Saturday, January 16, 2016


Robert De Niro is one of my all time favorite actors. He's made some truly great American films: TAXI DRIVER, RAGING BULL, GOODFELLAS (among others with director Martin Scorsese), THE DEER HUNTER, ONCE UPON A TIME IN AMERICA and THE GODFATHER PART II to name a few. At some point in his career, De Niro turned to comedy with some terrific results. I'm looking at you MIDNIGHT RUN and ANALYZE THIS. But De Niro's presence alone isn't enough to elevate MEET THE PARENTS (2000) to the level of greatness.

It's not a bad little film at all. In fact, I got a few good laughs out of it when Judy and I recently watched it as part of our Friday Night Thrift Store Theater. We had seen it years ago, back when were dating and I thought it would be fun to revisit the film. Ben Stiller stars as a hapless young man named Gaylord Focker (and boy, does that set-up generate a lot of jokes) engaged to Pam (Teri Polo). They go home to meet her parents, Jack (De Niro) and Dina (Blythe Danner) for a long weekend in which everything that can go wrong does. Jack is a retired CIA counterintelligence officer and he treats Focker like he's an enemy agent subjecting him to constant surveillance and a lie detector test.

This is the kind of movie where you not only see the gags coming, you see them visibly slow down and signal for a turn. It's not bad overall but there are only a couple of really funny scenes. The rest is just constant humiliation for poor Focker.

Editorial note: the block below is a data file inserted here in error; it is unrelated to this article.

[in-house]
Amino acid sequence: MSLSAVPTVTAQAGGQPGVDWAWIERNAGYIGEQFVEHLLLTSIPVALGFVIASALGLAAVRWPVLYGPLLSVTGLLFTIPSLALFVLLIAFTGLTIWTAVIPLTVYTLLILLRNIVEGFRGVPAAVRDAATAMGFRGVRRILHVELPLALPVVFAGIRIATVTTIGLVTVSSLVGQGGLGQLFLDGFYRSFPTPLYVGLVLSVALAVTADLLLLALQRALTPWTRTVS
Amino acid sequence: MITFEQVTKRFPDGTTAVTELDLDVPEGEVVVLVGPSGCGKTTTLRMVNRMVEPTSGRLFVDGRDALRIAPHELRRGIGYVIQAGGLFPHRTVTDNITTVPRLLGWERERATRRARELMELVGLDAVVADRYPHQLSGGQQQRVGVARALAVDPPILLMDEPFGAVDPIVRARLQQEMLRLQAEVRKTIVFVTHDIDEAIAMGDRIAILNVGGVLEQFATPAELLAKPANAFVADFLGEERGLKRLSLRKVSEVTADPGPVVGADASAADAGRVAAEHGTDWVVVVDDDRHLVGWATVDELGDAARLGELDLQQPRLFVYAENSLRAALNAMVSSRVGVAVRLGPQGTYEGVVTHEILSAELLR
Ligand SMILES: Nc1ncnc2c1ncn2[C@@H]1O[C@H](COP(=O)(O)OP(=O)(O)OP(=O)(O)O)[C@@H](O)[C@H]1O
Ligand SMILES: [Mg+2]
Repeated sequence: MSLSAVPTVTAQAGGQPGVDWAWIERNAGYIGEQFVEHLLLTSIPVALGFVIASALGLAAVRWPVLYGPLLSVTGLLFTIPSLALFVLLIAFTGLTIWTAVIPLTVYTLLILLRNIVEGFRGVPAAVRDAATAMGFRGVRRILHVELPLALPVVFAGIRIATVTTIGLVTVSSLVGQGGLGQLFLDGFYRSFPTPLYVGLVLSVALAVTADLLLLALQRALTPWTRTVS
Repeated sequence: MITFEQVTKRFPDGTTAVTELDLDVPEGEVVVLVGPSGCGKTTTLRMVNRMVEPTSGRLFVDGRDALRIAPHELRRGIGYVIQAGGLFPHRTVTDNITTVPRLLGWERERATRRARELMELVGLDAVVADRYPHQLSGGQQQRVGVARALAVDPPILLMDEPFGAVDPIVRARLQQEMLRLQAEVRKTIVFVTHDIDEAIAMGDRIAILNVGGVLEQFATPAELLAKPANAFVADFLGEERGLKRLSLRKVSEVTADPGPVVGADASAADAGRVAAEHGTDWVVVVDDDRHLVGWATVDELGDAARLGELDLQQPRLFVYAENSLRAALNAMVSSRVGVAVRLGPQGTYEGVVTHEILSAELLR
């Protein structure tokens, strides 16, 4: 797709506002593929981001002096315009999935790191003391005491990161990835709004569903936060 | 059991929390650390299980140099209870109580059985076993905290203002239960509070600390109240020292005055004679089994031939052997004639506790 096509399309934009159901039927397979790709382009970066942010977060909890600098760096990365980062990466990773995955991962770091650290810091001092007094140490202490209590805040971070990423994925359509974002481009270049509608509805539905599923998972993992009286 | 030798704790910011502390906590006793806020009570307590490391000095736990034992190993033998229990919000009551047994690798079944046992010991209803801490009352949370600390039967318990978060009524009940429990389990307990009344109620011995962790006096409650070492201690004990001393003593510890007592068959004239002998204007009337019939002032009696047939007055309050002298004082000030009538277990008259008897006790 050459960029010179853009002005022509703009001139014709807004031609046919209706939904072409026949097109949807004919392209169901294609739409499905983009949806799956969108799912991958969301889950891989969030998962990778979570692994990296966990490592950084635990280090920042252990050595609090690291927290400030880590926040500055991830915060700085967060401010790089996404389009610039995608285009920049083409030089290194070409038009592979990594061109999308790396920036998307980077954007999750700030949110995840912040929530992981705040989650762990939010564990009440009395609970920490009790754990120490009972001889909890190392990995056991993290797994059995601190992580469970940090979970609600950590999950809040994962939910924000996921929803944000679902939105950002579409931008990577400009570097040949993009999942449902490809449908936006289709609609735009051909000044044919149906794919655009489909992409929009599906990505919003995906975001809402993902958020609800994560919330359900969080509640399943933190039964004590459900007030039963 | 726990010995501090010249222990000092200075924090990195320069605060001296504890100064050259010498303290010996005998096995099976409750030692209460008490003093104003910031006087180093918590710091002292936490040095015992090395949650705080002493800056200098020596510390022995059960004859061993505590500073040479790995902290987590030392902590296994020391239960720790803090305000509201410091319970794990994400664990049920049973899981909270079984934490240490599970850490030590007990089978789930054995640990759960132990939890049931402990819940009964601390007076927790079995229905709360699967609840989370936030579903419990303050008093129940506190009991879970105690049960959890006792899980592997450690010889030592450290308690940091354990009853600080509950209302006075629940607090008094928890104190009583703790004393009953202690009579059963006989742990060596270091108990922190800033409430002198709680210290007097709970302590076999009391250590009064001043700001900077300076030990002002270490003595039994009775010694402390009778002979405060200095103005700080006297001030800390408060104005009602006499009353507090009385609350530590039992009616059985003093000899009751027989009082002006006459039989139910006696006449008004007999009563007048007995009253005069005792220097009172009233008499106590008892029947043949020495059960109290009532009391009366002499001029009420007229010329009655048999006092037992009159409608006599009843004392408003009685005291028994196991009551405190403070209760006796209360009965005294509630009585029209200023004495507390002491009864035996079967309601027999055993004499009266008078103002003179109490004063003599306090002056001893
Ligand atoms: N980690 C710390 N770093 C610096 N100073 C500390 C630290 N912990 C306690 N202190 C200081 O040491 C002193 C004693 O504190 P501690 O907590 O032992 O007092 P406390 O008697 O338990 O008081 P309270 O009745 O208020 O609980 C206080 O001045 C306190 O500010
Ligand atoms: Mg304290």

The film, made on a budget of $55 million, went on to earn over $160 million in North America. That kind of money insured that two sequels followed, MEET THE FOCKERS (2004) and LITTLE FOCKERS (2010). I haven't seen either one and really have no desire to do so.

Here's an interesting bit of trivia. MEET THE PARENTS was originally made in 1992. Greg Glienna (who?) directed and starred in this version. The property was acquired by Universal for a big budget remake and at one time, Oscar winner Steven Spielberg was set to direct with Jim Carrey in the lead. That would have been an interesting movie. Instead, we get director Jay Roach and a screenplay by Jim Herzfel and John Hamburg based on the original material.

MEET THE PARENTS is worth seeing at least once. I enjoy watching De Niro play comedy. It isn't his best but you could do worse.

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